China will continue to dominate the agenda in both economic and political spheres in 2016 — as it has done for the past 25 years. While its economy is slowing, China has become a behemoth and growth in real-dollar terms remains significant.
Population drift away from rural areas will continue inexorably as the pace of urbanisation increases. This change, as permitted by the central planning authority, will fuel the growth of domestic consumer markets and provide a stimulus to the local economy, making up for the decrease in foreign direct investment (FDI) flow. Overall, we can anticipate a fundamental change in the way China views its economy and the way it functions.
Japan, meanwhile, will continue its slow economic recovery. This is partly due to its flourishing tourism industry, which is showing accelerated growth since the relaxed visa requirements implemented in 2014 and 2015 in Thailand, Malaysia and Indonesia. The attraction of Japan as a tourist destination has been enhanced by a devalued yen, making it very price-competitive, and the fact that prices have remained stagnant for 20 years.
Just across the Sea of Japan, in South Korea, some conundrums are difficult to interpret: Although all economic indicators are pointing in the right direction, businesses in Seoul share a common pessimism. This is a real paradox given the current high profile and popularity of Korean soap operas, pop groups and fashion. On balance, we should still be a bit more optimistic than the general consensus for Korea in 2016.
Moving south to Southeast Asia, we can see real opportunities for sustainable growth in 2016. With the ASEAN Free Trade Agreements officially taking effect from 31 December 2015, the outlook for the region has to be optimistic.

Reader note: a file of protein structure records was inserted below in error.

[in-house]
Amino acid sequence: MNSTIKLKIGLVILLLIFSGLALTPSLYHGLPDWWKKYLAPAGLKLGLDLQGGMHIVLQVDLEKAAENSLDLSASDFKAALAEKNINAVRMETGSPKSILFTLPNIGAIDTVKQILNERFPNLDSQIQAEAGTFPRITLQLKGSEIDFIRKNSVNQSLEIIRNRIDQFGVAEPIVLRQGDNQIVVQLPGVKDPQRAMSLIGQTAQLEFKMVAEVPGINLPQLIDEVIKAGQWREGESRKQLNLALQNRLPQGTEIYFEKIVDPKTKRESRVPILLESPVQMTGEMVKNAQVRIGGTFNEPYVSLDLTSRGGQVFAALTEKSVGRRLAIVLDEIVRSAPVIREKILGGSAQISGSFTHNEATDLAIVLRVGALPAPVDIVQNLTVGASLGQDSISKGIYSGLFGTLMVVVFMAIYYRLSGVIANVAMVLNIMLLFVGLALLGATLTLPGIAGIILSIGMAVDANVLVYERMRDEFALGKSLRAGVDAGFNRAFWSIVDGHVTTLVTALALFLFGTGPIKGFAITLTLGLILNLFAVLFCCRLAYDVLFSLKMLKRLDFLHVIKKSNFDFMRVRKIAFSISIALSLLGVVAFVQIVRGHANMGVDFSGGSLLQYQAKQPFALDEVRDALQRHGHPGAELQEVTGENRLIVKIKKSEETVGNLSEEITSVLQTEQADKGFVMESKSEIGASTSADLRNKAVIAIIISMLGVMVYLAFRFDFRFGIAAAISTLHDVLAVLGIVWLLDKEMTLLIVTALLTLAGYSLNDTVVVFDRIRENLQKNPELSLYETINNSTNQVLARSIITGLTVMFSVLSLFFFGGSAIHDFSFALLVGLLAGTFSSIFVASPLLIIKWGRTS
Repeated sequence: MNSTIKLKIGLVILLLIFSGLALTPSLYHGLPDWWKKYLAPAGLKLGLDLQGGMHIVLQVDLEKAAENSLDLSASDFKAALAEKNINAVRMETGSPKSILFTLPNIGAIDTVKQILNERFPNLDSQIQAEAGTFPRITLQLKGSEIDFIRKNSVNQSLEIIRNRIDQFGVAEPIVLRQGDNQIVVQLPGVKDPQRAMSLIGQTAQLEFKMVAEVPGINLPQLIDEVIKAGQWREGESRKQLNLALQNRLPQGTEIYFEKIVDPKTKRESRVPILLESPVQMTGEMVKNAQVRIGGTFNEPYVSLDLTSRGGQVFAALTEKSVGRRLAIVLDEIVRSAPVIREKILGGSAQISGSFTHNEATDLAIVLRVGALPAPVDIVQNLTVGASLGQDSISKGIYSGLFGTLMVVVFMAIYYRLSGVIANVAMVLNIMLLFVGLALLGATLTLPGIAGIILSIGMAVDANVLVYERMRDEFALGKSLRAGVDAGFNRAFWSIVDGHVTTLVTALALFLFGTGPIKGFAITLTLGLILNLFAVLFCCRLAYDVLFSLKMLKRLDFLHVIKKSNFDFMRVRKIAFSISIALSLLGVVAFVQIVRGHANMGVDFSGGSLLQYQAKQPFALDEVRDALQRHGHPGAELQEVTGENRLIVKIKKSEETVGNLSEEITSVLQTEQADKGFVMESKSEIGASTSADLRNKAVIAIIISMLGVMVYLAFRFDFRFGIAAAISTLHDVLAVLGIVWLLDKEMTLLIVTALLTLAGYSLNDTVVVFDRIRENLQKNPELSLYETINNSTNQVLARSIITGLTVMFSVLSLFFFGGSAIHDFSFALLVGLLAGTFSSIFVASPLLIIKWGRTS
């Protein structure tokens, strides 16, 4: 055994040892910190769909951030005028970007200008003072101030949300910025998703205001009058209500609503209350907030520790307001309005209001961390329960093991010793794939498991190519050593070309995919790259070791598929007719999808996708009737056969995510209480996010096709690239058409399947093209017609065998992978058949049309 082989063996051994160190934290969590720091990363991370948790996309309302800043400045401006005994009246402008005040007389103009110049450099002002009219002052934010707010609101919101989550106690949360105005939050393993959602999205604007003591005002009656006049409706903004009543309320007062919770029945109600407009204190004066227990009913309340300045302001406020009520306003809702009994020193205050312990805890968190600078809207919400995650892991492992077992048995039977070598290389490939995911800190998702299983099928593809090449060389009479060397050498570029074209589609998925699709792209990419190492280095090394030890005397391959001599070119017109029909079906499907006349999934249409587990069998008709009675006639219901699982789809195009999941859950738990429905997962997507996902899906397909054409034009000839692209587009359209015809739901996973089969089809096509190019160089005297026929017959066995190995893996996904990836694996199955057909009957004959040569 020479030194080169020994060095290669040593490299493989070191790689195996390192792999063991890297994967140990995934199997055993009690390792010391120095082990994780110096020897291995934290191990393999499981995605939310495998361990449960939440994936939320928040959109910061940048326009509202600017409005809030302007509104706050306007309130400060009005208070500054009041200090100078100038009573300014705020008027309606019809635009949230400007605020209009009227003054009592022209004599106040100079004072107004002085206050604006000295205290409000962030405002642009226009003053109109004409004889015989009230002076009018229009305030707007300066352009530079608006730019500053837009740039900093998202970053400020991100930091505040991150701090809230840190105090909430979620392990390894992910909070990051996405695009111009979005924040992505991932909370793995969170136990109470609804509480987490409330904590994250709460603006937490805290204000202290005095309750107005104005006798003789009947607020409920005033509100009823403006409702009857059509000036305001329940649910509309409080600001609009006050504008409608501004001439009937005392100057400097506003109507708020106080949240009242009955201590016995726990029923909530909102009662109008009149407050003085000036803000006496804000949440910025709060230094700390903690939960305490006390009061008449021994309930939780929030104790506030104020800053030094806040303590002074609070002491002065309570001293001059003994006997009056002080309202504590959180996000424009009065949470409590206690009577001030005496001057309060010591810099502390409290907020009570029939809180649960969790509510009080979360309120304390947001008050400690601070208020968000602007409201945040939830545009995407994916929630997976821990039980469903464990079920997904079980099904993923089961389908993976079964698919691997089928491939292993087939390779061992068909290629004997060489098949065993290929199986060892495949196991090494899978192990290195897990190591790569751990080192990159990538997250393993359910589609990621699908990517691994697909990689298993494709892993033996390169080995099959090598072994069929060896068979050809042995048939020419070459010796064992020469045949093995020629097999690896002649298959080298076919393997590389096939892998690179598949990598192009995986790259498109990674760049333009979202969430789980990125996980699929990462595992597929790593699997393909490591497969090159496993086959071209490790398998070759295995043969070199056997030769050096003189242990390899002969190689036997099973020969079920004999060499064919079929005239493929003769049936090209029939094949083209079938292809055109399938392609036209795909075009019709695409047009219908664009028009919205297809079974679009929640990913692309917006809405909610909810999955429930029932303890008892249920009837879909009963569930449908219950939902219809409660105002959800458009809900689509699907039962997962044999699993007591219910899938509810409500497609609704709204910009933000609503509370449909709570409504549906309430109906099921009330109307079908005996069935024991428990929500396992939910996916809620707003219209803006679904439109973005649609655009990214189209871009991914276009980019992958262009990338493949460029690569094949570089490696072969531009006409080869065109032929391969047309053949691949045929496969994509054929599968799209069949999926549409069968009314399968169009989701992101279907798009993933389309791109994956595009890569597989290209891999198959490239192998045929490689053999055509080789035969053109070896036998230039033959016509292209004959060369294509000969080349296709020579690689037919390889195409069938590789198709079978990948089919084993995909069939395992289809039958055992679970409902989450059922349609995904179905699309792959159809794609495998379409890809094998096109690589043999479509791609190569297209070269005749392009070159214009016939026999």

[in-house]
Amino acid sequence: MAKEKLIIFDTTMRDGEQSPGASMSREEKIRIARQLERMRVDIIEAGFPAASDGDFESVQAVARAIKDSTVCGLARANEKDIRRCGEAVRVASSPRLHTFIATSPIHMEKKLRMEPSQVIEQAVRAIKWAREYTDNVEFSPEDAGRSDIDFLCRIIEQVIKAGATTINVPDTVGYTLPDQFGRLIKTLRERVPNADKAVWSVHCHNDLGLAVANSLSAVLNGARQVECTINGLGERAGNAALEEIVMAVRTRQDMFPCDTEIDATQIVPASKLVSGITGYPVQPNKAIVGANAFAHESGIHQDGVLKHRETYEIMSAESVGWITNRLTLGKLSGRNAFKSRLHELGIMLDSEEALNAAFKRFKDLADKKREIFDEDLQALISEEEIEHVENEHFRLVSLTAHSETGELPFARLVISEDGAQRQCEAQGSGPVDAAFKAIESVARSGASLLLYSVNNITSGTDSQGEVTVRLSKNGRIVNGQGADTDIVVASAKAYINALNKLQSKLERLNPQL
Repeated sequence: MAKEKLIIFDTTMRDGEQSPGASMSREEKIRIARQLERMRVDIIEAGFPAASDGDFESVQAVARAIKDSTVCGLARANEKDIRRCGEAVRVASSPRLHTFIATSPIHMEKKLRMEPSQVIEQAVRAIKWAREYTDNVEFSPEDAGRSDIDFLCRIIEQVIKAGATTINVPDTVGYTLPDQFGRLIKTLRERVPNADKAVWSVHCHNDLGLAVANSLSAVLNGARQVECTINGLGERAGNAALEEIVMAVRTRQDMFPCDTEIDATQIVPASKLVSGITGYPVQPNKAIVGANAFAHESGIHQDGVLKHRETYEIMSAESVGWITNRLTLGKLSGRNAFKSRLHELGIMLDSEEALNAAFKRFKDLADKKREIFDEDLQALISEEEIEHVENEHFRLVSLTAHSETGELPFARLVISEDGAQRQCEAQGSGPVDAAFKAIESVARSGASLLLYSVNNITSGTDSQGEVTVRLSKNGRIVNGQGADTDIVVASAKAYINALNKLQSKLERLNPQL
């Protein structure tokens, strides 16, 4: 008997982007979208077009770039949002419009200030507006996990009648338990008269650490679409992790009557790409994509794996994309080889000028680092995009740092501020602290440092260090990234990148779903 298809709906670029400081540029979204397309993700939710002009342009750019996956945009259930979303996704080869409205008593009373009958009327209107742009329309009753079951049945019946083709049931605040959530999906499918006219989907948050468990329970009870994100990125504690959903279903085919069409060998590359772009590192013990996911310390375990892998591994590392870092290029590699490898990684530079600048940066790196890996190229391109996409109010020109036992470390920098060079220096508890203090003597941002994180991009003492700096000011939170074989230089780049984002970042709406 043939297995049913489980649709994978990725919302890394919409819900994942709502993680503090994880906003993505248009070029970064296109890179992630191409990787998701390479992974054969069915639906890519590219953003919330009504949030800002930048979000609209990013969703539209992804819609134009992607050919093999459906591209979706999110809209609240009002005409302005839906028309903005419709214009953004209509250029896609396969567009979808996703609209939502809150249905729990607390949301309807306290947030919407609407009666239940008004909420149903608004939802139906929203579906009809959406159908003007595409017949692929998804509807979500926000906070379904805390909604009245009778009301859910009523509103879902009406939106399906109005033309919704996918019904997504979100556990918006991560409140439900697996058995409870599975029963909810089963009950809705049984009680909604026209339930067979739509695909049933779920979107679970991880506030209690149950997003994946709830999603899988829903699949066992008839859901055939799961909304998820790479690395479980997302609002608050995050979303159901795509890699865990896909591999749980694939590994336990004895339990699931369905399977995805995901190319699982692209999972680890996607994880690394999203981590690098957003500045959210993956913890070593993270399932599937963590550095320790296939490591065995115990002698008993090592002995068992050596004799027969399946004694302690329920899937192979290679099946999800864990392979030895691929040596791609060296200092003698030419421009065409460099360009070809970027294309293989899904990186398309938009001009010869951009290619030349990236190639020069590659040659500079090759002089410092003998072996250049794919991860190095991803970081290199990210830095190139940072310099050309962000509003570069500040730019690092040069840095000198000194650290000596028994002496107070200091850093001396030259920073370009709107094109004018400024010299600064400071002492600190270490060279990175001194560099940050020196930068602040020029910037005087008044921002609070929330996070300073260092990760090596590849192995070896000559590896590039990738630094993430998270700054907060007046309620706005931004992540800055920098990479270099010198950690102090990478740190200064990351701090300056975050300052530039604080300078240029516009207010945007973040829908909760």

Indonesia, the 400-pound gorilla of Southeast Asia, should continue its newfound vigour and grow steadily at the bare minumum. Should Indonesian authorities decide to free up the funds required to build the promised infrastructure and continue to tackle corruption, the country will become much more attractive in the eyes of foreign investors. With a currency now at 13,680 rupiah to a US dollar, it has a great competitive advantage and offers many opportunities for inbound FDI. It also makes it a great place for a bargain holiday!
The Philippines, like Indonesia, finally seems to be getting its act together. With a large population, it could emerge as another attractive centre of growth in 2016. Meanwhile, Malaysia, despite its recent spate of political scandal, is likely to keep getting wealthier with median household incomes continuing to increase. Vietnam should steadily etch out a niche for itself, like Indonesia, as an alternative to China for low-cost manufacturing.
The other country to watch next year is Myanmar. Should the election results be honoured and the sanctions kept at bay, it will become the final (decent-sized) frontier market and grow rapidly — albeit from a very low base.
This leaves Singapore and Hong Kong: as the key hubs, in an area that is still one of the most interesting and dynamic in the world, you have to believe that both are going to prosper in 2016.
Overall, one issue could perhaps come to prominence in the Asia-Pacific region in 2016: the effect of ageing populations. Two of the three biggest economies in the world, China and Japan, are faced with rapidly ageing populations. This will have a major impact on the way that many goods and services are marketed and delivered in the next five years — starting now.
I arrived in Hong Kong in February 1984 and firmly believed then that Asia was the place to be. Having lived and worked all around the region in the intervening years, I am still not seeing anything that makes me any less positive than I was 32 years ago, or anything to make me change my mind. It’s still the place to be.
Peter Snell is CEO of Ipsos Business Consulting